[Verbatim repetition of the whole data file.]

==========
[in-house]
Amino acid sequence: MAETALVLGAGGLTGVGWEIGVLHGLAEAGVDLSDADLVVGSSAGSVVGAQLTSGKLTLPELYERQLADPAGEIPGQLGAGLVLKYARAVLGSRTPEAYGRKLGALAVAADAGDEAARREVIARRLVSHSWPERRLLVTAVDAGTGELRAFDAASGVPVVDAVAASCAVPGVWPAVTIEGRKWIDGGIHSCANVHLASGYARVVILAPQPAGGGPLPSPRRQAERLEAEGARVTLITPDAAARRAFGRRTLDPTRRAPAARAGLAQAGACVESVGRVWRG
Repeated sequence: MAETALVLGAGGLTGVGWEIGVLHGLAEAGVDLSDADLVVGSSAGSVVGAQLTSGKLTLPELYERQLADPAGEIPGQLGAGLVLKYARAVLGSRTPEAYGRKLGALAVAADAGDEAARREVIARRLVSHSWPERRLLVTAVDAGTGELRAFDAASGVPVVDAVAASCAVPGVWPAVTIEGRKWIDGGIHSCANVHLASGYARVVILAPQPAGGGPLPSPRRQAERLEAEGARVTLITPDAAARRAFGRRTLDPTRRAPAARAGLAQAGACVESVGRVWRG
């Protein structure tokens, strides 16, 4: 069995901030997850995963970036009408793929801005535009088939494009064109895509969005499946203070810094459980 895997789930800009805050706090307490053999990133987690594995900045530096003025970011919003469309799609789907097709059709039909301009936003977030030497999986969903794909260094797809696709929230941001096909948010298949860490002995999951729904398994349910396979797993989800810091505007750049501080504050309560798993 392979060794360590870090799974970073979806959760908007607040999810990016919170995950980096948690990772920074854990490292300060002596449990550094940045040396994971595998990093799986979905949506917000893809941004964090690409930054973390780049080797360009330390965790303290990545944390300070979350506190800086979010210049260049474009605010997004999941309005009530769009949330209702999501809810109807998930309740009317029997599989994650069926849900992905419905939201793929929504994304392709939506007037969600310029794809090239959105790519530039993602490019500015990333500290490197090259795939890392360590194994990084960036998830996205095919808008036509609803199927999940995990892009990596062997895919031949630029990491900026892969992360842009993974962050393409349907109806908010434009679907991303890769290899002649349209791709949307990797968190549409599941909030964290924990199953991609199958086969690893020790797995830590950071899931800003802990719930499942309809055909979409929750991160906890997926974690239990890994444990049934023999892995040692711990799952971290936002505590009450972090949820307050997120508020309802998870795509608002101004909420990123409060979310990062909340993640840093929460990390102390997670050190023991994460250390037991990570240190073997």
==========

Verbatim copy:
[in-house]
Amino acid sequence: MAETALVLGAGGLTGVGWEIGVLHGLAEAGVDLSDADLVVGSSAGSVVGAQLTSGKLTLPELYERQLADPAGEIPGQLGAGLVLKYARAVLGSRTPEAYGRKLGALAVAADAGDEAARREVIARRLVSHSWPERRLLVTAVDAGTGELRAFDAASGVPVVDAVAASCAVPGVWPAVTIEGRKWIDGGIHSCANVHLASGYARVVILAPQPAGGGPLPSPRRQAERLEAEGARVTLITPDAAARRAFGRRTLDPTRRAPAARAGLAQAGACVESVGRVWRG
Repeated sequence: MAETALVLGAGGLTGVGWEIGVLHGLAEAGVDLSDADLVVGSSAGSVVGAQLTSGKLTLPELYERQLADPAGEIPGQLGAGLVLKYARAVLGSRTPEAYGRKLGALAVAADAGDEAARREVIARRLVSHSWPERRLLVTAVDAGTGELRAFDAASGVPVVDAVAASCAVPGVWPAVTIEGRKWIDGGIHSCANVHLASGYARVVILAPQPAGGGPLPSPRRQAERLEAEGARVTLITPDAAARRAFGRRTLDPTRRAPAARAGLAQAGACVESVGRVWRG
């Protein structure tokens, strides 16, 4: 069995901030997850995963970036009408793929801005535009088939494009064109895509969005499946203070810094459980 895997789930800009805050706090307490053999990133987690594995900045530096003025970011919003469309799609789907097709059709039909301009936003977030030497999986969903794909260094797809696709929230941001096909948010298949860490002995999951729904398994349910396979797993989800810091505007750049501080504050309560798993 392979060794360590870090799974970073979806959760908007607040999810990016919170995950980096948690990772920074854990490292300060002596449990550094940045040396994971595998990093799986979905949506917000893809941004964090690409930054973390780049080797360009330390965790303290990545944390300070979350506190800086979010210049260049474009605010997004999941309005009530769009949330209702999501809810109807998930309740009317029997599989994650069926849900992905419905939201793929929504994304392709939506007037969600310029794809090239959105790519530039993602490019500015990333500290490197090259795939890392360590194994990084960036998830996205095919808008036509609803199927999940995990892009990596062997895919031949630029990491900026892969992360842009993974962050393409349907109806908010434009679907991303890769290899002649349209791709949307990797968190549409599941909030964290924990199953991609199958086969690893020790797995830590950071899931800003802990719930499942309809055909979409929750991160906890997926974690239990890994444990049934023999892995040692711990799952971290936002505590009450972090949820307050997120508020309802998870795509608002101004909420990123409060979310990062909340993640840093929460990390102390997670050190023991994460250390037991990570240190073997």